Perceptions of School Counselors and School Principals about the National Standards for School Counseling Programs and the Transforming School Counseling Initiative

By Perusse, Rachelle; Goodnough, Gary E. et al. | Professional School Counseling, February 2004 | Go to article overview

Perceptions of School Counselors and School Principals about the National Standards for School Counseling Programs and the Transforming School Counseling Initiative


Perusse, Rachelle, Goodnough, Gary E., Donegan, Jenn, Jones, Candice, Professional School Counseling


In a national survey, members from the American School Counselor Association, the National Association of Secondary School Principals, and the National Association of Elementary School Principals were asked the extent to which professional school counselors should emphasize the National Standards for School Counseling Programs (Campbell & Dahir, 1997) and the Transforming School Counseling Initiative (TSCI; The Education Trust, n.d.) in their school counseling programs. Respondents were also asked about appropriate and inappropriate tasks for school counselors.

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In 1997, the National Standards for School Counseling Programs (Campbell & Dahir, 1997) and the Transforming School Counseling Initiative (TSCI; The Education Trust, n.d.; Sears, 1999) were introduced nationally and have emerged as current trends in school counseling. We conducted this research to determine the degree of emphasis that professional school counselors and school principals believe school counselors should give to the National Standards and the TSCI domains. We also were interested in comparing responses between elementary school counselors, secondary school counselors, elementary school principals, and secondary school principals. Thus, the study addressed three research questions:

1. How are elementary school counselors, secondary school counselors, elementary school principals, and secondary school principals alike or different in their perceptions about the degree of emphasis that should ideally be given to the National Standards for School Counseling Programs?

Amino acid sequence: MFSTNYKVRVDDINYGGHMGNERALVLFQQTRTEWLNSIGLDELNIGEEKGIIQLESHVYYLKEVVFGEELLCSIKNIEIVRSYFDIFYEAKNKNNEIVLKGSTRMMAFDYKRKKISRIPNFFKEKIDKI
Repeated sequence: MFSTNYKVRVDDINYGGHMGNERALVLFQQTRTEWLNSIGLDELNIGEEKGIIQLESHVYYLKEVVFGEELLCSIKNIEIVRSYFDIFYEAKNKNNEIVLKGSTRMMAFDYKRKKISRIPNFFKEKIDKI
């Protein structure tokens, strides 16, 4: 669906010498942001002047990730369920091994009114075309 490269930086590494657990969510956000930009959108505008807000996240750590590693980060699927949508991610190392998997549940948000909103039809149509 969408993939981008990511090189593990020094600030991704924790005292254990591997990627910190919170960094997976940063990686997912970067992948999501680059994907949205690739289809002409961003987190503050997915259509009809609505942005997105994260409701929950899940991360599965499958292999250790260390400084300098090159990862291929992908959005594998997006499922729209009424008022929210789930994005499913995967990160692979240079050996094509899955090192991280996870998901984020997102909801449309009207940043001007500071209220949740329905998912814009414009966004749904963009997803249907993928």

2. How are elementary school counselors, secondary school counselors, elementary school principals, and secondary school principals alike or different in their perceptions about appropriate tasks for school counselors?

3. How are elementary school counselors, secondary school counselors, elementary school principals, and secondary school principals alike or different in their perceptions about the degree of emphasis that should ideally be given to the TSCI domains?

NATIONAL STANDARDS FOR SCHOOL COUNSELING PROGRAMS

According to Dahir (2001), the National Standards for School Counseling Programs were created in response to the omission of school counselors from the educational reform agenda and to inform school counselors and school administrators about comprehensive school counseling programs. There are three areas of emphasis (i.e., domains): (a) Academic Development, (b) Career Development, and (c) Personal/Social Development. There are a total of nine standards, three for each domain. These standards are further broken down into examples of competencies that students "should know and be able to do as a result of participating in a school counseling program" (Campbell & Dahir, 1997, p.1). Comprehensive school counseling program models have been developed by at least 24 states (Sink & MacDonald, 1998), and over 400 schools or districts in the United States have program models based on the National Standards (Dahir). The National Standards have been endorsed by many national professional organizations including the American School Counselor Association (ASCA), the National Association of Secondary School Principals (NASSP), and the National Association of Elementary School Principals (NAESP).

TSCI DOMAINS

Along with ASCA, the American Counseling Association (ACA), and the Association for Counselor Education and Supervision (ACES), The Education Trust has been recognized as one of the "key players" in the future of school counseling by the National Association of College Admissions Counseling (NACAC; Ford, 2000; NACAC Launches Dialogues, 2000; NACAC Organizes, 2000). Leaders from The Education Trust worked closely with the joint Task Force between ASCA and b ACES that looked into the future of school counseling and school counselor preparation (IL House, personal communication August 28, 2000; Dahir & Goldberg, 2000). …

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